I received an email recently from Loretta, a Breadtopia customer, who was understandably upset because her Le Creuset dutch oven lid cracked in two places while she was baking bread using the no-knead method. A half inch piece of the lid knob also broke off.
I’ve read numerous internet bread forum posts relating to no-knead baking at high temperatures and this is the first instance of this I’ve heard. Nonetheless, it’s good to be aware of the possibility. Le Creuset is a top name and quite pricey. Hers was only two years old and in perfect condition at the time.
I have read that some Le Creuset knobs cannot withstand temperatures above 400 F degrees. Perhaps the knob expanding in the heat caused the lid to crack. If you’re going to use a dutch oven, check the manufacturers specifications. Some knobs can be removed if necessary.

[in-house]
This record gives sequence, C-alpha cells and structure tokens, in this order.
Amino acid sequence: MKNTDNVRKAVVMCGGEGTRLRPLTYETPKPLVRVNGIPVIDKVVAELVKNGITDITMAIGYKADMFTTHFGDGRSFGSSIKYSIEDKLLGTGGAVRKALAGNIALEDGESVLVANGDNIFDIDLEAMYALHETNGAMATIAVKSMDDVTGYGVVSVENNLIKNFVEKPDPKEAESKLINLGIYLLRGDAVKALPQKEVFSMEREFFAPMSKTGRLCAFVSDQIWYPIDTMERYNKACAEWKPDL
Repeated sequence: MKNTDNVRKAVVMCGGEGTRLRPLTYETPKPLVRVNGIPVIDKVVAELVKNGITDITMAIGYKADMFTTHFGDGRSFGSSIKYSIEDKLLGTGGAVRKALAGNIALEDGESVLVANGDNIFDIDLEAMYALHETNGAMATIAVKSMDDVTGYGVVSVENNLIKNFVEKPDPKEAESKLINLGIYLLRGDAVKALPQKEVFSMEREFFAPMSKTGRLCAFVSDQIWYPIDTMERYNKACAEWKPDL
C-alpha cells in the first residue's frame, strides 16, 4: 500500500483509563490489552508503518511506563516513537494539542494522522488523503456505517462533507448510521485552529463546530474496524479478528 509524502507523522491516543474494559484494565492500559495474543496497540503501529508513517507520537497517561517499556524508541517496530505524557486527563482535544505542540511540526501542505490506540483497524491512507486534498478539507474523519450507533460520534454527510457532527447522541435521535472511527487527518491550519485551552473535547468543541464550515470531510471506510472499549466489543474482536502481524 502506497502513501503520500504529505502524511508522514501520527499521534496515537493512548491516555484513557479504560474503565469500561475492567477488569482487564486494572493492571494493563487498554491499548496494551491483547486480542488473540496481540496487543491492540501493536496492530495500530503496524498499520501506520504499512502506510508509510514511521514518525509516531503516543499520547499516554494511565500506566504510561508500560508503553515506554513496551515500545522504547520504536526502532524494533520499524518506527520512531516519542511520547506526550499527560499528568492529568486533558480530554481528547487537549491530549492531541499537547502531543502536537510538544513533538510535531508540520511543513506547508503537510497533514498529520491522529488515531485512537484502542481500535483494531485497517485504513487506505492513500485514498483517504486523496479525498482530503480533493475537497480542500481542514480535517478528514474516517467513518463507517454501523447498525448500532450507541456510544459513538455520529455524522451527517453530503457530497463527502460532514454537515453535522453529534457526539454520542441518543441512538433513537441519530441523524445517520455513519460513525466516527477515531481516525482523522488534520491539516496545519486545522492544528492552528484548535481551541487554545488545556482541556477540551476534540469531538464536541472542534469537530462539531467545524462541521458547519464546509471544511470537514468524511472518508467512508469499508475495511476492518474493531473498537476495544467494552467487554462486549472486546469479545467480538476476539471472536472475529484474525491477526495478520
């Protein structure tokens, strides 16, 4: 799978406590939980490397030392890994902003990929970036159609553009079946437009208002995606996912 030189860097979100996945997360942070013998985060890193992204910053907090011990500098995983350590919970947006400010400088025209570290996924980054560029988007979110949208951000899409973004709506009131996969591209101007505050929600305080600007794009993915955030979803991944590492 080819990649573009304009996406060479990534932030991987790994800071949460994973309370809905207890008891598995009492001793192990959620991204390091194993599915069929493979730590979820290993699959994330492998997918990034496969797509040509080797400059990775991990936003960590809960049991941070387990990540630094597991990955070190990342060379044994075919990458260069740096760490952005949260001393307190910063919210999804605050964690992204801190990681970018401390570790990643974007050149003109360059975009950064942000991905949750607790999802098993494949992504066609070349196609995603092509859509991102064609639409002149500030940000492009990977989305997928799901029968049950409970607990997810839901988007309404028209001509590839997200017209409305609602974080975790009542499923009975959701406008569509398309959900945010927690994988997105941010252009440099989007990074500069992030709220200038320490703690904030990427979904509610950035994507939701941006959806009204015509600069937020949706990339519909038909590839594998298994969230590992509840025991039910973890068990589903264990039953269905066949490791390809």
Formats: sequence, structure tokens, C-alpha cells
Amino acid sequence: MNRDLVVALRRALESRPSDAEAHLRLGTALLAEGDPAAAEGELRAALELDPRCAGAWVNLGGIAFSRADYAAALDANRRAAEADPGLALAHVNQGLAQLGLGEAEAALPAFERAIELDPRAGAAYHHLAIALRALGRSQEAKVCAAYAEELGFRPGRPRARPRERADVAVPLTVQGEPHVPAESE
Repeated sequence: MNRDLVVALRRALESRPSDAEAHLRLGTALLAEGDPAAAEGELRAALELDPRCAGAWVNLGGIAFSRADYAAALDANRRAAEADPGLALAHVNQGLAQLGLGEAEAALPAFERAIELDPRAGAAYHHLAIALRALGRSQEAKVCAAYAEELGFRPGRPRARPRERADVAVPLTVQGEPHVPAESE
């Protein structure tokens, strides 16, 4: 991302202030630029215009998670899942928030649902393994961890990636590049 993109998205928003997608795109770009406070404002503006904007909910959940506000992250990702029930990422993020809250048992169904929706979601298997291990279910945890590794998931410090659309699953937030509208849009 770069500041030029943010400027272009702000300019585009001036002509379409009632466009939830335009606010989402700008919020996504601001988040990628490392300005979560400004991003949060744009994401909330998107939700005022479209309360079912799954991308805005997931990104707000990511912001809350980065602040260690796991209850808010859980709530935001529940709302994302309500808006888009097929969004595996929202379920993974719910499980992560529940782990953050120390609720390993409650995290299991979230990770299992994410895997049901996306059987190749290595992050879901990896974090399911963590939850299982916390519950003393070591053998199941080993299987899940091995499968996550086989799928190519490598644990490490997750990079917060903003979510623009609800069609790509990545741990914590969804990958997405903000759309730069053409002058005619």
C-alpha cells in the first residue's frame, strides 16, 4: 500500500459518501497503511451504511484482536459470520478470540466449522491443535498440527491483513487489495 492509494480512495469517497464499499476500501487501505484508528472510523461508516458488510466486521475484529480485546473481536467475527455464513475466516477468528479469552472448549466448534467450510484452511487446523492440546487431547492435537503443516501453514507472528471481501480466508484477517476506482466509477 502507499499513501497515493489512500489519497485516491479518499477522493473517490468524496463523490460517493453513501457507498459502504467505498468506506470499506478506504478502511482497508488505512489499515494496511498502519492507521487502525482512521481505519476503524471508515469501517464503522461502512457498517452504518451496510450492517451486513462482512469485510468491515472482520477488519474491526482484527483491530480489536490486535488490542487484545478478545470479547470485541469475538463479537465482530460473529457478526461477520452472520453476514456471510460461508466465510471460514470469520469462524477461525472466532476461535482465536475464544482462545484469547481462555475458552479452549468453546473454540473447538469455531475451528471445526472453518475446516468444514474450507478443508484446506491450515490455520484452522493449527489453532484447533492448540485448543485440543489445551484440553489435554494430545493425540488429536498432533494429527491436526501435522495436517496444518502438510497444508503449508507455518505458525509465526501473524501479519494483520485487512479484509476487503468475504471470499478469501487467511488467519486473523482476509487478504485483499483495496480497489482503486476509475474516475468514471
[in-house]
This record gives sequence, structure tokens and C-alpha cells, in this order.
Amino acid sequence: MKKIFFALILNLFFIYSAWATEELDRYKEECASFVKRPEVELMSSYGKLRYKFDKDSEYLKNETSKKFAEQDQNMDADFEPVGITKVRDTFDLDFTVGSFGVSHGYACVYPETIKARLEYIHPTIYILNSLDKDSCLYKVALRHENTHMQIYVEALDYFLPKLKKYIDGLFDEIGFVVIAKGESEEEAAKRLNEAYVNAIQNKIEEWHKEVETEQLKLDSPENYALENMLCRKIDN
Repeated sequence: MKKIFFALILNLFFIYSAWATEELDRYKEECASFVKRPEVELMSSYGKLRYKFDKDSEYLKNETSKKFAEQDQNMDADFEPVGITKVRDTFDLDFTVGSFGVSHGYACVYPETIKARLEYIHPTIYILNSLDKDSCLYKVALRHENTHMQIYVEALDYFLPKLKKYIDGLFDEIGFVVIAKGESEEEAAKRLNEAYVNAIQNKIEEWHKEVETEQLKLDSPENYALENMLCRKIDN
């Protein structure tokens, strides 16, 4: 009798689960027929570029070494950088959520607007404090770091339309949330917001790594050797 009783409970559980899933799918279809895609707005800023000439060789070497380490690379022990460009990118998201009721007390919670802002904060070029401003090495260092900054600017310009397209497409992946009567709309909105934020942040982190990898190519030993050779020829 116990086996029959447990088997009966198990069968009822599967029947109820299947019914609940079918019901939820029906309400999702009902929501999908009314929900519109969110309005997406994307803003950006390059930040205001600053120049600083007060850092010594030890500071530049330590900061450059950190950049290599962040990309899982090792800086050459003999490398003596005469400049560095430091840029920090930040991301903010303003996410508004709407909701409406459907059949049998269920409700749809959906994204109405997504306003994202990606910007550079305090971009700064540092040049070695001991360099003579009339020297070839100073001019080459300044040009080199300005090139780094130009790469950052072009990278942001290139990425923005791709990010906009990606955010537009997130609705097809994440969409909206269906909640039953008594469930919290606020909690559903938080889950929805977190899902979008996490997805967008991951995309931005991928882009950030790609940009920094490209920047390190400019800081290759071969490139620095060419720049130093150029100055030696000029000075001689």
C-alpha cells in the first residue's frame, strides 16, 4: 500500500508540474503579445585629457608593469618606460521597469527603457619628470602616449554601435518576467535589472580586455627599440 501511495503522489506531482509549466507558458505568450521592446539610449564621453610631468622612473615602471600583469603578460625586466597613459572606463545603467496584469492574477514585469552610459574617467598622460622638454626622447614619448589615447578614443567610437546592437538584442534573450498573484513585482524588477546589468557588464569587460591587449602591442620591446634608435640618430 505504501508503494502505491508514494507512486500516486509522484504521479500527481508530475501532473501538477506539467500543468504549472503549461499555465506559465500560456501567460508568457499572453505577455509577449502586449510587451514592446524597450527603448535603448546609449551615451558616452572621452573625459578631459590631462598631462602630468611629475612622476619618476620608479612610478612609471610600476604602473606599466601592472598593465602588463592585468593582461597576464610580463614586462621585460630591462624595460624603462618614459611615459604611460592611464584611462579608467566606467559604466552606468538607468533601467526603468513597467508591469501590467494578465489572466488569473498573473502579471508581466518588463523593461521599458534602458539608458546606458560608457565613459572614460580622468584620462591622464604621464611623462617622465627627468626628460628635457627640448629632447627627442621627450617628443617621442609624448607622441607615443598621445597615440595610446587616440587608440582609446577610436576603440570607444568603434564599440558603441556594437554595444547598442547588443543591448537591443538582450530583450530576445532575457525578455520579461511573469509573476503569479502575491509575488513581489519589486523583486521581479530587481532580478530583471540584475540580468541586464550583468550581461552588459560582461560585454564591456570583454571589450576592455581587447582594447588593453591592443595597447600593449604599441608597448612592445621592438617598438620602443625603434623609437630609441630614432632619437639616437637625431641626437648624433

While I’m on the subject of product warnings, if you are using a clay baker like La Cloche to bake your bread, do not spritz it with water when it’s very hot or it may crack. At least that’s what mine did when I spritzed it. It was quite the idiotic move on my part. And just for the record, spritzing the bread in a La Cloche didn’t make the crust any better. One of the main reasons for using one is so you don’t have to mess with trying to create steam in order to create a desirable crust.
Also, do not place a clay baker in a hot oven. Place in a cold oven and preheat it along with the oven. The general rule is do not expose a ceramic or clay baker to thermal shock.
The semi happy ending to this story is that both Loretta and I continue to use our respective bakers. That is, our respective cracked bakers.